May 01, 2024 
A 'cosmic glitch' in gravity

(Nanowerk News) A group of researchers at the University of Waterloo and the University of British Columbia have discovered a potential “cosmic glitch” in the universe’s gravity, explaining its strange behaviour on a cosmic scale.

The study appears in the Journal of Cosmology and Astroparticle Physics ("A cosmic glitch in gravity").

For the last 100 years, physicists have relied upon Albert Einstein’s theory of “general relativity” to explain how gravity works throughout the universe. General relativity, proven accurate by countless tests and observations, suggests that gravity impacts not simply three physical dimensions but also a fourth dimension: time.

“This model of gravity has been essential for everything from theorizing the Big Bang to photographing black holes,” said Robin Wen, the lead author on the project and a recent Waterloo Mathematical Physics graduate.

“But when we try to understand gravity on a cosmic scale, at the scale of galaxy clusters and beyond, we encounter apparent inconsistencies with the predictions of general relativity. It’s almost as if gravity itself stops perfectly matching Einstein’s theory. We are calling this inconsistency a ‘cosmic glitch’: gravity becomes around one per cent weaker when dealing with distances in the billions of light years. “

For more than twenty years, physicists and astronomers have been trying to create a mathematical model that explains the apparent inconsistencies of the theory of general relativity. Many of those efforts have taken place at Waterloo, which has a long history of cuttingedge gravitational research resulting from ongoing interdisciplinary collaboration between applied mathematicians and astrophysicists.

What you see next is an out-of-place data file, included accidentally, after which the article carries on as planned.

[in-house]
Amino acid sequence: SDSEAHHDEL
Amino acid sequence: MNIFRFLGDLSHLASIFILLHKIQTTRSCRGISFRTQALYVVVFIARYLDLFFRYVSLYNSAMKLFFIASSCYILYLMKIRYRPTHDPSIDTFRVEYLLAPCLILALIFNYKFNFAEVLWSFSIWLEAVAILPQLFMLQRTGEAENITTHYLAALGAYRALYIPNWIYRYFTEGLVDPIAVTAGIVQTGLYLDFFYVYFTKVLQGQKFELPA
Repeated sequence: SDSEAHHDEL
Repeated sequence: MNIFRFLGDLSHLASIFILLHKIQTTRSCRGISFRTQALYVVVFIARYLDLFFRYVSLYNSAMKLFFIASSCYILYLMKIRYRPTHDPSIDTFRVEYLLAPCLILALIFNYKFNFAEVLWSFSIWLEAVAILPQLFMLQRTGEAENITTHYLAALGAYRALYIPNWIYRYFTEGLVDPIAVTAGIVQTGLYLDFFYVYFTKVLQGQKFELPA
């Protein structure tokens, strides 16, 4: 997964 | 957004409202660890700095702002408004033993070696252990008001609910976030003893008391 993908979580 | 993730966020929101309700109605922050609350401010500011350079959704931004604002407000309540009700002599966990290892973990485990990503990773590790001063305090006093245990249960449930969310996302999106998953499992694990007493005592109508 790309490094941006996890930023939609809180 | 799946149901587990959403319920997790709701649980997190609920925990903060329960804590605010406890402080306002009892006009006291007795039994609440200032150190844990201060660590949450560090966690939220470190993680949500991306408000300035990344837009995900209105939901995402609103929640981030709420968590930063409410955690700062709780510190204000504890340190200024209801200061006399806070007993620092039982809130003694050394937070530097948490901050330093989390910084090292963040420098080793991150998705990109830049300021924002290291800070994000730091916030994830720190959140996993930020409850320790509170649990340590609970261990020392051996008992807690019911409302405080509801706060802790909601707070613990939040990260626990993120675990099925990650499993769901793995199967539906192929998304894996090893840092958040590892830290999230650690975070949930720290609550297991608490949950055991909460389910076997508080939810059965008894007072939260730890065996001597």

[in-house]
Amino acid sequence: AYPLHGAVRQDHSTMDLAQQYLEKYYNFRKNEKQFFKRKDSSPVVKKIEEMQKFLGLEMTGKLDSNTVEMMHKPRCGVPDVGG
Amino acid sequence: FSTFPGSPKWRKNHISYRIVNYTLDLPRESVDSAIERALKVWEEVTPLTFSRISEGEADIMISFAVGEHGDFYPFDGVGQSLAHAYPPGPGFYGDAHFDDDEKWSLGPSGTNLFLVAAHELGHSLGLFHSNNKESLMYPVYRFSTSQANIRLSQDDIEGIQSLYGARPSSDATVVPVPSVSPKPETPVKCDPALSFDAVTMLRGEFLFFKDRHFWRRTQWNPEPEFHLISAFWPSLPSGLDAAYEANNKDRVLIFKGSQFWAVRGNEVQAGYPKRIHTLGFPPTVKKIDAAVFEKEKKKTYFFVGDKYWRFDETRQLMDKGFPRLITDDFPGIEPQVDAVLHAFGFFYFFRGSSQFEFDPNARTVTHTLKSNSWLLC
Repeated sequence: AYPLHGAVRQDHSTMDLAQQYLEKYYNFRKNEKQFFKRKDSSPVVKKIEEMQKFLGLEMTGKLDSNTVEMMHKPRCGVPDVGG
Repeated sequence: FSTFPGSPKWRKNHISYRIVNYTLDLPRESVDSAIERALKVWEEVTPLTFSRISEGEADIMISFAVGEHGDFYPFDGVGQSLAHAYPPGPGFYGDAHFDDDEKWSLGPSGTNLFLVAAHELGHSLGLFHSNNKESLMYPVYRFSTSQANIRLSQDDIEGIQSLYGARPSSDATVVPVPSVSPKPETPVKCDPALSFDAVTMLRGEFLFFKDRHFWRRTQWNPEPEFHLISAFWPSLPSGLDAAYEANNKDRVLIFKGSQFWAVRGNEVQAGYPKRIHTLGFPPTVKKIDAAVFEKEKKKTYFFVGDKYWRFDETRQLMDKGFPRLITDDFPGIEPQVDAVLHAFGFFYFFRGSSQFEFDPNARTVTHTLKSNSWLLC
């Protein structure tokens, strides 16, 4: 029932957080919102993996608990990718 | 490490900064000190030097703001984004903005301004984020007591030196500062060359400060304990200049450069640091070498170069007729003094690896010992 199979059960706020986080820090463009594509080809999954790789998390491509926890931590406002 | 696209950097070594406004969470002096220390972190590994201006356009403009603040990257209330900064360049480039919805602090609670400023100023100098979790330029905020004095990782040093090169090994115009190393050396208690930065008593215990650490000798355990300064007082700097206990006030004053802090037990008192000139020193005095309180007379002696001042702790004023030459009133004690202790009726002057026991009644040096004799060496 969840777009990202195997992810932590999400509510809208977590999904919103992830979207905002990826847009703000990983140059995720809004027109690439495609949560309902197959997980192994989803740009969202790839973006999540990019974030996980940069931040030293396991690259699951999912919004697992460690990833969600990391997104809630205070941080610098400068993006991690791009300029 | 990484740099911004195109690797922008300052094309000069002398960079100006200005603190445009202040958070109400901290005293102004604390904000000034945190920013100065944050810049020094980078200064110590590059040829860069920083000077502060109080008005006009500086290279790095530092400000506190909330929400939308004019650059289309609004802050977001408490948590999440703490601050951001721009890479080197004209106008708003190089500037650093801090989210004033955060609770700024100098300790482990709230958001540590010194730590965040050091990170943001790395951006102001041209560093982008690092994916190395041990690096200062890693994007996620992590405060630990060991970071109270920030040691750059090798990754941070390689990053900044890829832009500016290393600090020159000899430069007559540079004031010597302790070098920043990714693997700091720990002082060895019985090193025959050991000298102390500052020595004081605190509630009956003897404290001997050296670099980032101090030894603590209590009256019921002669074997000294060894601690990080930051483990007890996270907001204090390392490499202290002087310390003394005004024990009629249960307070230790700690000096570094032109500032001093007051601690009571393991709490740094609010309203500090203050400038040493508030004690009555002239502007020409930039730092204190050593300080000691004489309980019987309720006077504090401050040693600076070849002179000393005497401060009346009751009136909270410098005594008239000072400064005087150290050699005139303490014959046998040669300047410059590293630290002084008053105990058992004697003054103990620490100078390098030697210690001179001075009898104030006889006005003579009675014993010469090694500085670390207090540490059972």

“Almost a century ago, astronomers discovered that our universe is expanding,” said Niayesh Afshordi, a professor of astrophysics at the University of Waterloo and researcher at the Perimeter Institute.

“The farther away galaxies are, the faster they are moving, to the point that they seem to be moving at nearly the speed of light, the maximum allowed by Einstein’s theory. Our finding suggests that, on those very scales, Einstein’s theory may also be insufficient.”

The research team’s new model of a “cosmic glitch” modifies and extends Einstein’s mathematical formulas in a way that resolves the inconsistency of some of the cosmological measurements without affecting existing successful uses of general relativity.

“Think of it as being like a footnote to Einstein’s theory,” Wen said. “Once you reach a cosmic scale, terms and conditions apply.”

“This new model might just be the first clue in a cosmic puzzle we are starting to solve across space and time,” Afshordi said.